There is an ANT. tuning control on the front panel to adjust the aerial. The TUNING knob has a nice feel, and has a flywheel so you can spin it to move across the band. It has a dial lock. There is a logging scale visible in the centre window. The left hand window has the main tuning scale. I find this too small, and I have difficulty determining which band I am on by looking at the numbers down the sides on the scale, as the arc is rather great. The RANGE switch refers to the numbers 1 to 6 rather than the frequency coverage. It switches ranges easily, but there is no indicator (either a pointer or a light) to indicate the band. The local oscillator has a regulated supply which works well, as I can tune to a frequency, turn the receiver off, and then come back the next day, it will still be on frequency, with little drift during warm-up. The manual makes a special mention of stability despite power line fluctuations. There is a wave trap in the RF stage to prevent any signal at the IF frequency coming through. There are double IF transformers either side of the second IF amplifier. It also has a crystal filter, which together with the double IF transformers, changes the bandwidth to 550 cps, 2000 cps, 4000 cps, 8000 cps, and 16000 cps, using the SELECTIVITY switch.  The BFO has a control to vary the beat note. The AVC is generated by a 6H6 double diode. This generates a delayed AVC which is variable, depending on the RF gain control. The RF gain control works in conjunction with AVC voltage and is applied to both RF stages, and the first 2 IF stages. The third IF stage has no AVC or RF gain control, so that the BFO injection does not interfere with the receiver sensitivity. There is an AF gain control and a TONE control on the audio amplifier. There is a NOISE LIMITER control which allows you to clip any interference that exceeds the audio signal. The noise limiter is controlled by a switch that can also turn the AVC off. There is a main switch to turn the receiver ON, and it also has positions to turn the BFO on and to mute the receiver in TRANS position. This model is fitted with an S meter to indicate signal strength. Some model just had a the model number in the window. The S meter is not very useful as it is not very sensitive to signal strength, it is more sensitive to the RF gain control position.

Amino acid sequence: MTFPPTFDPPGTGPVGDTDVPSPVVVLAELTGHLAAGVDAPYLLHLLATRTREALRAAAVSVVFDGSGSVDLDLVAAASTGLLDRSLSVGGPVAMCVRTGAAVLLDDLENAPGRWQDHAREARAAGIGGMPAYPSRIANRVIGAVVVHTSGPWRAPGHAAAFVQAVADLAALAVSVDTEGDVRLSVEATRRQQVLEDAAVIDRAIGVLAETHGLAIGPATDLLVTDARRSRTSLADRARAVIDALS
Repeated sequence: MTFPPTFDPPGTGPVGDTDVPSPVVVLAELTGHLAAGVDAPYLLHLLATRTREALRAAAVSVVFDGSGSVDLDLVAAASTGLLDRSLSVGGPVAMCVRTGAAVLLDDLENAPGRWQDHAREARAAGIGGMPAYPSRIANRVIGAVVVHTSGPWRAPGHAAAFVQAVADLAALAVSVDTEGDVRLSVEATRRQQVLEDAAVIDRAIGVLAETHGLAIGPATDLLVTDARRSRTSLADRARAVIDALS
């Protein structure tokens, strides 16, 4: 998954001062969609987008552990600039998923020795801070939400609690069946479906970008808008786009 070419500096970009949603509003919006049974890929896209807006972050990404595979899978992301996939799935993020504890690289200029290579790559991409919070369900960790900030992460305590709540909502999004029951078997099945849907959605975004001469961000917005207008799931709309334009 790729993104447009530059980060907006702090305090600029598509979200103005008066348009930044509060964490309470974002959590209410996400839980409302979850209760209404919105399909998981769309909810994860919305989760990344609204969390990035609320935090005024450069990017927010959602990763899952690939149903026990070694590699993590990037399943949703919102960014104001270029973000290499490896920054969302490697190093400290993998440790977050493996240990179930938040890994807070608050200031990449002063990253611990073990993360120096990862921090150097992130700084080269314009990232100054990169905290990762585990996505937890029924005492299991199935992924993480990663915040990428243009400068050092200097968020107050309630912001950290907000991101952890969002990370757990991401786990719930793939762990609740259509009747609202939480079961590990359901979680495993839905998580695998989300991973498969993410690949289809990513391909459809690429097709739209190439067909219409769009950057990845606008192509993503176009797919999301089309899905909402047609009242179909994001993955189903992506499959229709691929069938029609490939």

I bought this receiver as it is. It has been very nicely restored, and repainted, and virtually nothing had to be done. The main TUNING knob, and the TONE and NOISE LIMITER knobs in the photographs, are not the correct ones, and have since been replaced. The only other thing I had to do, was to screw the rubber feet back on, as they came off due to moving it and its great weight.

One of the references warns about excessive running on headphones, as this may damage the output valve, and it suggests a cathode bias resistor of 100 ohms.

Photographs courtesy of PW.


RCA Victor Company, Limited, Montreal, Canada.

Getting the Most From Your AR88, Servicing, Adjustment and Maintenance,
D.M.Gill (4S7MG), The Short Wave Magazine, August 1958, P288-297.

Getting the Utmost from the AR88, Calibration, IF and RF Alignment, Sensitivity, Checks and General Testing,
W.K.Miller (G6QF), The Short Wave Magazine, April 1953, P79-84.

Shortwave Receivers Past & Present, 3rd Edition, Fred Osterman, March 1998, P341.

RCA AR-88 -- A Classic in Radio Design, ELECTRIC RADIO, Number 15, July 1990, P12-15, P32.


AR88 circuit

Written by:
Ray Robinson vk2ilv